His Twitter handle says it all: @bigplaycj. Calvin Johnson is big and simply thinks big.
But Johnson alone has not been able consistently to beat the Bears (2-9 in his 11 games vs. Chicago), with an average of 4.8 catches per game, compared with 5.2 vs. Minnesota and nearly six vs. Green Bay.
Johnson has had four touchdowns against the Bears, which arguably was five but for the infamous “completed catch” debacle in game one of the 2010 season. Four in nine games. Against the Packers, 11 in 11 games. Against the Vikings, seven in 12 games.
It was the Bears who closed down on Johnson in game 16 last season, leaving him short of the first 2,000-yard receiving season in history.
“They didn’t prevent me from reaching any goals last year,” Johnson demurred. “I didn’t have the best games against them last year so I definitely want to come out and have some good performances against them all year.”
So a strategic philosophical decision, not unlike when teams played the Michael Jordan Bulls, is whether to concede Johnson his near-inevitable big plays and concentrate on shutting everyone else down.
That has worked in some measure because the Bears have had Charles Tillman to match up with Johnson. Not Tillman alone, but fellow cornerback Tim Jennings cut to the punch line on defending against Johnson: “Safety help over the top, and ’33’ [Tillman],” Jennings said, laughing.
“He’s another great out there, one of the top corners in the league,” Johnson said. “He definitely does it well, and he’s been a consistent player for a long time.”
The problem for the Bears is that Tillman did not practice Wednesday and Thursday because of knee and groin injuries. He said he will play and the expectation is that he will, but that’s not a given yet, nor is how effective he will be because of the injuries.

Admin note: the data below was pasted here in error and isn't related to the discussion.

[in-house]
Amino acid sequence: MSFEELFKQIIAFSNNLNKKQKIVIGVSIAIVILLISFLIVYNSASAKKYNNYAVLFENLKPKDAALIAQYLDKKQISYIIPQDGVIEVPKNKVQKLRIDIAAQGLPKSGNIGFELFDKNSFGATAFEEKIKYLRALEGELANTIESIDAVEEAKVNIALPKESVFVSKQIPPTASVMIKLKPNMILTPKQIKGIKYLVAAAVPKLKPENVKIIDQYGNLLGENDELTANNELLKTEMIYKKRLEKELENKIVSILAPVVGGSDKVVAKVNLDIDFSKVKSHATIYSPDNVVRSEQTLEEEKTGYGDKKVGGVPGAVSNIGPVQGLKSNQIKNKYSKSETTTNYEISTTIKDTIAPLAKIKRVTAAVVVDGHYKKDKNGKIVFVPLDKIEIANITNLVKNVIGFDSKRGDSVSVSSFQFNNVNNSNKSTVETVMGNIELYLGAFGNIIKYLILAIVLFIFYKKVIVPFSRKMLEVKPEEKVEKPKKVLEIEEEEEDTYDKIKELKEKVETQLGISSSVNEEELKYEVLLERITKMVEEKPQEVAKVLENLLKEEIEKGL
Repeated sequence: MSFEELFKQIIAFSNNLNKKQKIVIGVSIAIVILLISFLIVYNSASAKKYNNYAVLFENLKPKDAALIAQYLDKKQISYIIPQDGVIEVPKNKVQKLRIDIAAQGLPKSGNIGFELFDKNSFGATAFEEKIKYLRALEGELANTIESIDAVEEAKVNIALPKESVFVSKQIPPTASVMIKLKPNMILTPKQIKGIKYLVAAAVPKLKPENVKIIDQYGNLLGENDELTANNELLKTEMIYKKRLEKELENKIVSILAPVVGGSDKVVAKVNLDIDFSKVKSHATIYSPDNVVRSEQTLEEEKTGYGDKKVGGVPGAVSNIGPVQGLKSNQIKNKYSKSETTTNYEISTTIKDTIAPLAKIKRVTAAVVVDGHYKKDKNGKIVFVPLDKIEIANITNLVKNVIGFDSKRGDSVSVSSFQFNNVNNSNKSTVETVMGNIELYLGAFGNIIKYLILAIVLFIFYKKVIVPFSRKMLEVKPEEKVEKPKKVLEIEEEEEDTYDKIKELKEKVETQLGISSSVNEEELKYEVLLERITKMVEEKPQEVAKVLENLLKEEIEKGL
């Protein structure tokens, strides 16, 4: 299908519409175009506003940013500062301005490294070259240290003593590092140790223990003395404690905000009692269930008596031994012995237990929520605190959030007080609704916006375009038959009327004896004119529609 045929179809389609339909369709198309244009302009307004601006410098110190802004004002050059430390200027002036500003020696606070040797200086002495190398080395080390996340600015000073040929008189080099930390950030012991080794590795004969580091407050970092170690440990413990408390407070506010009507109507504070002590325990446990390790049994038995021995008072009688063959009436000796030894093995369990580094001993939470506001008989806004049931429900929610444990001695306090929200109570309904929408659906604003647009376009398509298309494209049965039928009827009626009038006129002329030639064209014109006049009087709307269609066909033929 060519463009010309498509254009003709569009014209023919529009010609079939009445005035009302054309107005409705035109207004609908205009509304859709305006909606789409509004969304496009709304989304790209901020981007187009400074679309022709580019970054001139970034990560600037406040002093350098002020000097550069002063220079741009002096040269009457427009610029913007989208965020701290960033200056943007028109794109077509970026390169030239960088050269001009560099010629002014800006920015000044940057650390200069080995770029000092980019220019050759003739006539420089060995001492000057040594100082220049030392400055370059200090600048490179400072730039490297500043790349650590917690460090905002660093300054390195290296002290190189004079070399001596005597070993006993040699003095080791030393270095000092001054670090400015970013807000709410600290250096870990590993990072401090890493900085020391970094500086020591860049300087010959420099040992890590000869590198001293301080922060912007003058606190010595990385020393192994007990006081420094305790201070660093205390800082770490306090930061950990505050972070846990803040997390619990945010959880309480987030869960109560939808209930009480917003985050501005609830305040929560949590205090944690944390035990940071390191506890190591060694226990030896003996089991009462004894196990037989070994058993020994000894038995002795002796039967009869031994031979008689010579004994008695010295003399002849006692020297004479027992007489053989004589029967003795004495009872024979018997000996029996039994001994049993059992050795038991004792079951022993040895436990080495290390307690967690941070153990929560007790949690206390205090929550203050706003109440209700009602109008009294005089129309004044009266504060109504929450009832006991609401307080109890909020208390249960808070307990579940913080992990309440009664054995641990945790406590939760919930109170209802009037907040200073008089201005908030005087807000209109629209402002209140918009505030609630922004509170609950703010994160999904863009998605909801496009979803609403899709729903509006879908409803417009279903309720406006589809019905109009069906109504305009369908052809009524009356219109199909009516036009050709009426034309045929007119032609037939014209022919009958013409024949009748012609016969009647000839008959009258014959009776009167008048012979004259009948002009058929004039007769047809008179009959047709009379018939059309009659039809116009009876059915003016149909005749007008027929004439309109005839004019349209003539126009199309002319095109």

“He'll work out the next couple of days and continue to get treatment,” coach Marc Trestman said. “But I'm optimistic. I was last week and I am again that he'll be ready to go.”
The job of defending the NFL’s single most dominant wide receiver (122 catches, 1,964 yards in 2012) and the Detroit offense was made a bit easier last Monday when wideout Nate Burleson broke his arm in a freak accident, reaching to grab a sliding pizza box while driving and crashing. Burleson was leading the Lions with 19 receptions, followed by Johnson (17) and running back Joique Bell (14).
Ryan Broyles, a 2012 second-round pick, will fill in for Burleson.
“We don’t ever feel like we caught a break with anyone,” said defensive coordinator Mel Tucker. “They’re going to be next man up over there, too. We’re just focused on getting better and it’s going to be a huge challenge for us, a division game on the road.”